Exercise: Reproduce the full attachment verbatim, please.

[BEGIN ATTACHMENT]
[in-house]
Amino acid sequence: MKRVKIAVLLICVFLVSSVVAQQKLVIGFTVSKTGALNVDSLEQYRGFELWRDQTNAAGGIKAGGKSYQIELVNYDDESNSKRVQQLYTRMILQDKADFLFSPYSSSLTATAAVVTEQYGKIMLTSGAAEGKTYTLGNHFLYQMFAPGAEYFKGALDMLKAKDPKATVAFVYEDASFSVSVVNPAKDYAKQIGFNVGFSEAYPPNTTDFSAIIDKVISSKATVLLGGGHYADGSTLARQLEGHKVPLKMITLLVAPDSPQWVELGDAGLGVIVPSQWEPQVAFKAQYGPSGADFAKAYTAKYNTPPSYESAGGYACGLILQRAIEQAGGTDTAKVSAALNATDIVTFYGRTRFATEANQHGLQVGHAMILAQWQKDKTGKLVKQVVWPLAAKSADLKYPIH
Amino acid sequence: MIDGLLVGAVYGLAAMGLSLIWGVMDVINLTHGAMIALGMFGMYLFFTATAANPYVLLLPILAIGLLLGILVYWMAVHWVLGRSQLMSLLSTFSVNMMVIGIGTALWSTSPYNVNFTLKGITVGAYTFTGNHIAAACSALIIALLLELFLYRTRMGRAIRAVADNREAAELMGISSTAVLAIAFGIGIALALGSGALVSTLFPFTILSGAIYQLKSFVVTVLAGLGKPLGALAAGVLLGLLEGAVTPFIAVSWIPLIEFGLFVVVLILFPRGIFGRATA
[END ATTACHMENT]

[in-house]
Amino acid sequence: MKRVKIAVLLICVFLVSSVVAQQKLVIGFTVSKTGALNVDSLEQYRGFELWRDQTNAAGGIKAGGKSYQIELVNYDDESNSKRVQQLYTRMILQDKADFLFSPYSSSLTATAAVVTEQYGKIMLTSGAAEGKTYTLGNHFLYQMFAPGAEYFKGALDMLKAKDPKATVAFVYEDASFSVSVVNPAKDYAKQIGFNVGFSEAYPPNTTDFSAIIDKVISSKATVLLGGGHYADGSTLARQLEGHKVPLKMITLLVAPDSPQWVELGDAGLGVIVPSQWEPQVAFKAQYGPSGADFAKAYTAKYNTPPSYESAGGYACGLILQRAIEQAGGTDTAKVSAALNATDIVTFYGRTRFATEANQHGLQVGHAMILAQWQKDKTGKLVKQVVWPLAAKSADLKYPIH
Amino acid sequence: MIDGLLVGAVYGLAAMGLSLIWGVMDVINLTHGAMIALGMFGMYLFFTATAANPYVLLLPILAIGLLLGILVYWMAVHWVLGRSQLMSLLSTFSVNMMVIGIGTALWSTSPYNVNFTLKGITVGAYTFTGNHIAAACSALIIALLLELFLYRTRMGRAIRAVADNREAAELMGISSTAVLAIAFGIGIALALGSGALVSTLFPFTILSGAIYQLKSFVVTVLAGLGKPLGALAAGVLLGLLEGAVTPFIAVSWIPLIEFGLFVVVLILFPRGIFGRATA